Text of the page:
Sadly not. I like RSS (and have it for curated posts), but I got a lot of value from browsing 'Recent Discussion' on LW (both that comments are often very good, and it's a major way that I find posts I want to read). And I heavily use quality-of-life features like pop-up links when scanning updates

Comment by pongo on Harry Potter and the Methods of Rationality discussion thread, March 2015, chapter 114 + chapter 115 · 2020-06-26T16:03:49.211Z · score: 1 (1 votes) · LW · GW

There wouldn't have been such a prophecy if Voldemort had been sufficiently rational

Comment by pongo on Pongobbets · 2020-06-25T22:49:37.354Z · score: 1 (1 votes) · LW · GW

Thanks. I agree that there's something dodgy about the post above, and in particular it feels like I'm trying to pull a fast one with the decision-making.

I'm not generally into "just weight the costs and benefits" as a rejoinder, as normally the hard part is figuring out how to do so tractably. The above is meant as a policy that gets me benefits I want

Comment by pongo on Pongobbets · 2020-06-24T17:29:39.700Z · score: 1 (1 votes) · LW · GW

People sometimes argue agains, for example, engaging with the news because its incentives run sufficiently counter to your own. This seems reasonably convincing. But almost everything has incentives that run at least a little counter to my goals. And almost every organisation is made up of people that are overall pretty decent. When does the former overpower the latter such that it's better to Get Gone.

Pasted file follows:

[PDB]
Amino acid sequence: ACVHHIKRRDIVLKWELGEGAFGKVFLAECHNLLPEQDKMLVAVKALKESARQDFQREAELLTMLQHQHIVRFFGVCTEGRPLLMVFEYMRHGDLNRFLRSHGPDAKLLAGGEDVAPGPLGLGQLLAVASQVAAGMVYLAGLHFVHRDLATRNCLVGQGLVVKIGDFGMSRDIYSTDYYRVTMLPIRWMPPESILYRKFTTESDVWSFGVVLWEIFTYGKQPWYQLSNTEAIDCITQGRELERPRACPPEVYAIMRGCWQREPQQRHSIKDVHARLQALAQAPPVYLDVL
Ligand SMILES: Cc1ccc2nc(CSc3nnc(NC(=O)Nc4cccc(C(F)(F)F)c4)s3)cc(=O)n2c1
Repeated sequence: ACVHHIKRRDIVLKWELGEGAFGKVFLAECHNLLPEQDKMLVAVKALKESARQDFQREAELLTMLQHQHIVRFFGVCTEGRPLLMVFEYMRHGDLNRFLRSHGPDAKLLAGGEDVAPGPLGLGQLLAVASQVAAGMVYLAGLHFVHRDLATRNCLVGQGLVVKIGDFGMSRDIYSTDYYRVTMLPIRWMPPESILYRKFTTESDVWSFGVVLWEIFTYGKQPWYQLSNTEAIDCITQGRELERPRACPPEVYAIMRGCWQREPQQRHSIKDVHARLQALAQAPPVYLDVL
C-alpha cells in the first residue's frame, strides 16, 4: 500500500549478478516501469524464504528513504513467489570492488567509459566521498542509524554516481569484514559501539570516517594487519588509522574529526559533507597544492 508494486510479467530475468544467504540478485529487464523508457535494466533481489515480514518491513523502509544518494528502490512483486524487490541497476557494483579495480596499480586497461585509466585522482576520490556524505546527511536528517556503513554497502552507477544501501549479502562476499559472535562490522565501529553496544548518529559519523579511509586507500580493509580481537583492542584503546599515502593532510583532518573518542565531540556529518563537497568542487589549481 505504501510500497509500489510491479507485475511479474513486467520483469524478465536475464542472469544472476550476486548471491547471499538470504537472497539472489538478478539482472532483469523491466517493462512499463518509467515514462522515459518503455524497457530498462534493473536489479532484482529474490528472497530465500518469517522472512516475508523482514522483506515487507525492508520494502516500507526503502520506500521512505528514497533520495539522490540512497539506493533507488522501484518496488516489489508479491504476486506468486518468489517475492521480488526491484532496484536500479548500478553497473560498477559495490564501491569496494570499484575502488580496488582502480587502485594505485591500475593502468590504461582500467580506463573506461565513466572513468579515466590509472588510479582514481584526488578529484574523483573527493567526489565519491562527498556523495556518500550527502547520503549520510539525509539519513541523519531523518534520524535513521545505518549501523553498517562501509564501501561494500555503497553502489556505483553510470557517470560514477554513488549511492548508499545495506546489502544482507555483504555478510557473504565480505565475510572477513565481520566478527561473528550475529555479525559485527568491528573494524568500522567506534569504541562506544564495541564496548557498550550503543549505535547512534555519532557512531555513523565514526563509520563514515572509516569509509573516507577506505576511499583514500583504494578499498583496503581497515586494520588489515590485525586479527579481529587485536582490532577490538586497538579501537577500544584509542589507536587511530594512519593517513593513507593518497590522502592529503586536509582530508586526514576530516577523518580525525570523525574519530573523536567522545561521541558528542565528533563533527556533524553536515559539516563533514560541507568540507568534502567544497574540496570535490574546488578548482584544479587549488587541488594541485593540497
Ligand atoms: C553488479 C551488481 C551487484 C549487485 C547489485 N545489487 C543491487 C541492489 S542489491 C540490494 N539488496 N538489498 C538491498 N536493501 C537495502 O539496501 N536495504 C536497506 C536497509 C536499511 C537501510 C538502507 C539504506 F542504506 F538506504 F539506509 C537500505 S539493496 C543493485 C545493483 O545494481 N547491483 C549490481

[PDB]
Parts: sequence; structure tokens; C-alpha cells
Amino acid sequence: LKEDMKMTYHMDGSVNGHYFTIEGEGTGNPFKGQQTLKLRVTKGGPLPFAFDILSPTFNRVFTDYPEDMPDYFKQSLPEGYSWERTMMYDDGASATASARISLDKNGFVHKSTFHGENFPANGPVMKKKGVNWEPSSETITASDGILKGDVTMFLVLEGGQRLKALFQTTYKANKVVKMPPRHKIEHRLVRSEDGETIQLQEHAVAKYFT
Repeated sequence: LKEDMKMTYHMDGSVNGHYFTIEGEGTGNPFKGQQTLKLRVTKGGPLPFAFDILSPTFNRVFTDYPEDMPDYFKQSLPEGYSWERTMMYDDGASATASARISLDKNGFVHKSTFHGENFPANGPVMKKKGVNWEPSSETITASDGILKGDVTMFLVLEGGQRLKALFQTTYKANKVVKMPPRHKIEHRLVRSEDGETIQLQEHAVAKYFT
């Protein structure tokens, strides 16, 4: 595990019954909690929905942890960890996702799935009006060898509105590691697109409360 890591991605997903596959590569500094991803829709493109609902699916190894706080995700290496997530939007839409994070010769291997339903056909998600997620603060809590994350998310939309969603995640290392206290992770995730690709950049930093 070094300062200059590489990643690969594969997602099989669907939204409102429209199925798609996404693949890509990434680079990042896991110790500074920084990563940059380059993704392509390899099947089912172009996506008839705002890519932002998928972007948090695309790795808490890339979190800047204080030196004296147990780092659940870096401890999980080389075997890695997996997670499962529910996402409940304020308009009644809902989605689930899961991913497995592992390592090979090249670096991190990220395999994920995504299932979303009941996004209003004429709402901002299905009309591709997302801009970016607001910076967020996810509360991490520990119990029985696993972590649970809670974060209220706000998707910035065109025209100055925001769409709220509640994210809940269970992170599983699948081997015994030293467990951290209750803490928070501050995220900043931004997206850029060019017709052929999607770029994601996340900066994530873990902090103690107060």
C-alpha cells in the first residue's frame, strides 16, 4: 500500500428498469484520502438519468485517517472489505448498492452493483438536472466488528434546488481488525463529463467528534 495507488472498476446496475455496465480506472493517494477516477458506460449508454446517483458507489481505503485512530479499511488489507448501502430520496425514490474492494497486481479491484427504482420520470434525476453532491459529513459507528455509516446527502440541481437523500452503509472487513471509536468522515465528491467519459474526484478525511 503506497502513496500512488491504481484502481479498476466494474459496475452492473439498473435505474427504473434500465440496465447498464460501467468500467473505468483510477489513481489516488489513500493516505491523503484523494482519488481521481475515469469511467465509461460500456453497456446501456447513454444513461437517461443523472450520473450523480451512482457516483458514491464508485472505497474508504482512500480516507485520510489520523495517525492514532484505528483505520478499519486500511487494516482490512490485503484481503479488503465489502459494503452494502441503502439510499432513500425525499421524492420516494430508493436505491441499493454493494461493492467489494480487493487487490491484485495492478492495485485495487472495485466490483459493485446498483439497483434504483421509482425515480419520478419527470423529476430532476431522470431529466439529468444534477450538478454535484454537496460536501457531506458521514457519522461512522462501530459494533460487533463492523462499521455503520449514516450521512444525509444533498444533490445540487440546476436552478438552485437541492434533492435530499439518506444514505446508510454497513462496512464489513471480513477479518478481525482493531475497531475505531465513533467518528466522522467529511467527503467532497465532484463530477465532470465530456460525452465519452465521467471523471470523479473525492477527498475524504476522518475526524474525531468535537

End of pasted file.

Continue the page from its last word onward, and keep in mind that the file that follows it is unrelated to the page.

For now, my partial answer is that if something is existentially incentivized counter to my decision making, then I don't want any part of it, no matter how noble the individuals producing it may be. If an organisation can only exist by making me forget to choose what I want, then it has either managed to overcome the moralities of those within it, or it doesn't exist for me to interact with

I'm drawing a bright line around my decision making, because that appears to be fragile and (obviously) important enough to keep. Maybe if I regularly got tricked into spending all my money, my money would also be important enough to keep safe (unlike now)

Comment by pongo on Plausible cases for HRAD work, and locating the crux in the "realism about rationality" debate · 2020-06-22T05:15:35.030Z · score: 1 (5 votes) · LW · GW

When I say that "I think we are in this world", I don't mean that I agree with this case for HRAD work; it just means that this is what I think MIRI people think.

According to this definition, "Links to where people have discussed being in this world" would mean that the links should be to people making arguments that MIRI people believe X, rather than that X is true.